Monday, November 19, 2007

Marc Levin: What should Harris County do now that jail bonds have failed?

Kuff points to an article by Marc Levin of th Texas Public Policy Foundation in the Houston Chronicle ("How to survive without new jails," Nov. 17) suggesting alternatives for Harris County officials after their recent jail bonds failed at the ballot box by a narrow 51-49 margin. Marc's article details many of the most most obvious solutions to Harris County's jail overcrowding problem:

A new Texas law allows law enforcement officers the discretion to issue citations, instead of making an arrest, for some of the lowest-level misdemeanors.

Issuing citations with notices to appear does not reduce the ultimate punishment for these offenses, which include driving without a license and possession of an ounce of marijuana, but it could divert tens of thousands of these pretrial detainees from the Harris County Jail every year. This also keeps more police on the beat when officers are spared the three- to four-hour process of booking a suspect into jail.

The Sheriffs' Association of Texas and the Combined Law Enforcement Association of Texas both supported this law. While other counties are successfully implementing it, Harris County District Attorney Chuck Rosenthal has said he will not prosecute cases in which police issued citations for such offenses. Law enforcement agencies and officers in Harris County should be able to exercise the discretion given to them by the Texas Legislature with confidence that the citations they issue will be fully prosecuted.

As of Oct. 1, the Harris County Jail's inmate population included about 1,000 first-time offenders — more than four times any other county — serving sentences for possessing less than a gram of a controlled substance. A 2003 state law mandates probation for these state jail felony offenders, but Harris County prosecutors have instead invoked another law that allows them to reduce the felony charge to a Class A misdemeanor, which still allows up to one year of county jail time on local taxpayers' dime.

As of Sept. 20, another 411 inmates in the Harris County Jail awaited trial on misdemeanors. Many have no prior offenses but cannot afford to post bail. If the person is not a flight risk, they should be offered a less costly personal bond. Public safety, not an offender's financial means, should guide public policy.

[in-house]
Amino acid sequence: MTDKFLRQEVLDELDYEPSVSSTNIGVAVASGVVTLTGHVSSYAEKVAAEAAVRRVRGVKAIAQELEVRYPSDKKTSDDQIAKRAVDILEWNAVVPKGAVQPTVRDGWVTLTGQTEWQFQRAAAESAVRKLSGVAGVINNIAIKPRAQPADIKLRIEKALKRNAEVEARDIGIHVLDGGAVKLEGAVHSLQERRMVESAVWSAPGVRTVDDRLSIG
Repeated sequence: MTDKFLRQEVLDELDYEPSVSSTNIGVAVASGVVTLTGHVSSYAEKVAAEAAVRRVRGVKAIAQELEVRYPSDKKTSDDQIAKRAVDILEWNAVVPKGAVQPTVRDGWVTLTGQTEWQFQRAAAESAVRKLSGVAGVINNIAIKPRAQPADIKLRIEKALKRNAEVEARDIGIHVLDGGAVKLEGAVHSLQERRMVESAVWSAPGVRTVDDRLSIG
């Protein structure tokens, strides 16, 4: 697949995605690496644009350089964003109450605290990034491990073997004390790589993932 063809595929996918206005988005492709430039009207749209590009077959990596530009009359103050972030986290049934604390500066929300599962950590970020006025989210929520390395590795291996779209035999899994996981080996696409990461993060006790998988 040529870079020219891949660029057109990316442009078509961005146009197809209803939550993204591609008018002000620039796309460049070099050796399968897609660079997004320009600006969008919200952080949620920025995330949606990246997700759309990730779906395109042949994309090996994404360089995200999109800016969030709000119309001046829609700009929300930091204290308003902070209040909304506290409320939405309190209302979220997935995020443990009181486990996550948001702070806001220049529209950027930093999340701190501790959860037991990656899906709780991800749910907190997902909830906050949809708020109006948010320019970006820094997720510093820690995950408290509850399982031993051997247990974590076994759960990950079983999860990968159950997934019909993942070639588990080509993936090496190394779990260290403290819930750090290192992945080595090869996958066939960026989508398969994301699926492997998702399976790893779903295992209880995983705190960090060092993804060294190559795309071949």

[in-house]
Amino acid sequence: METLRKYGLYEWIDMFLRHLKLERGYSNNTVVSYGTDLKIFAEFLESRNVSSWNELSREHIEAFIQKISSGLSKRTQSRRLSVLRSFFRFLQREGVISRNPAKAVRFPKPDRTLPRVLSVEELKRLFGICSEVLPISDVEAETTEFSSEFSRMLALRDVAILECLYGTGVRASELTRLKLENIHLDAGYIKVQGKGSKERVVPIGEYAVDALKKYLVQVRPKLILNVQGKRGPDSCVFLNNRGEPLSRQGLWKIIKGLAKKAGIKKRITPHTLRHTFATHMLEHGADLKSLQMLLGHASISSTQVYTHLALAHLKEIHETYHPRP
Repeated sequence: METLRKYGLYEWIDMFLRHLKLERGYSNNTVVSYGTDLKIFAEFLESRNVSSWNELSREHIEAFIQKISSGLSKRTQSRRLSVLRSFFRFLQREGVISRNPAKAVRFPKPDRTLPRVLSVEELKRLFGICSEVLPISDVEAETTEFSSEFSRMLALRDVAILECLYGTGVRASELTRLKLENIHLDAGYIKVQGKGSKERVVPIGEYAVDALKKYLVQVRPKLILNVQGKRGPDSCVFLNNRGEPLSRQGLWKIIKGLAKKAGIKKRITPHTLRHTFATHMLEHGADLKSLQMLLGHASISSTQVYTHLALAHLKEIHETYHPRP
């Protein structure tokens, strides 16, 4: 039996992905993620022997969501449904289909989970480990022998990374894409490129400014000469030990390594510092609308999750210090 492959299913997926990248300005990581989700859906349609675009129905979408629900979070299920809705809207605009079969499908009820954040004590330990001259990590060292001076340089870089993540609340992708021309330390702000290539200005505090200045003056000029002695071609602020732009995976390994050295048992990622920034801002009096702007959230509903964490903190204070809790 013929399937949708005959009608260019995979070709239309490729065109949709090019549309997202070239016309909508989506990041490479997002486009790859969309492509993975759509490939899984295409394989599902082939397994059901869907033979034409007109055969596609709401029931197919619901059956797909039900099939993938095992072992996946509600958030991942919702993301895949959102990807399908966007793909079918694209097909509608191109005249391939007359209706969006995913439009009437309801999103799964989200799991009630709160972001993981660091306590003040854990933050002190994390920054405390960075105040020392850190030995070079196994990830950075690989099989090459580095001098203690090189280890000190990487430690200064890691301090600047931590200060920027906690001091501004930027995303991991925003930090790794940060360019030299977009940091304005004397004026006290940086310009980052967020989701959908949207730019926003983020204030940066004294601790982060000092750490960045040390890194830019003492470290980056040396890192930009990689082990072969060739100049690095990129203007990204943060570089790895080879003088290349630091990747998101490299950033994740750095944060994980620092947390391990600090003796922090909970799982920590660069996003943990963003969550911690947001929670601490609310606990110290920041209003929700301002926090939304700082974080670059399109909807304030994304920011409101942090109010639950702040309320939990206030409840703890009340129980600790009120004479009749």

Jail overcrowding can also be reduced by offering victim-offender mediation for first-time, nonviolent property offenders. A survey of burglary victims found that 81 percent wanted restitution, but only 41 percent wanted the offender jailed. The victim and the offender can voluntarily choose to enter an agreement for the offender to make restitution and perform community service in lieu of jail time.

It's certainly not for every offender or type of offense, but it makes sense in cases like graffiti and stealing a compact disc from a car.

Probation reform can also reduce jail overcrowding. Currently, 43 percent of offenders charged with misdemeanors for first- or second-time drunk driving choose the Harris County Jail over probation. As odd as that seems, it allows them to avoid probation fees and end their case in a month or two instead of two years. One way to encourage more offenders to choose probation would be to increase the availability of early termination for probationers who have fulfilled all their terms and whose conduct has been exemplary.

Be sure to read the rest because Marc's discussion is exactly the type of policy debate that should have occurred BEFORE Houston voters were asked to decide the question. Proposing expensive jail building projects that require new tax increases, as in Harris and Smith Counties in earlier this month, should be a last resort, suggested only after counties, including elected judges and DAs, have used other tools at their disposal to reduce local overincarceration.

Charles Kuffner summed up the overall message to take from Levin's column, so rather than seek to come up with a more clever denouement, I'll end quoting Kuff's observation: "We are not in this situation by fate. We are in this situation by choice. We can choose to do things differently, and in doing so we can allocate our scarce resources more efficiently. It really is that simple."

Let's hope Harris County officials accept that simple message from the voters as the '08 election season looms before us.


Exploring alternatives to local jail building

Harris County Jail Overcrowding
HB 2391 - Cite and Summons for Low-level Misdemeanors

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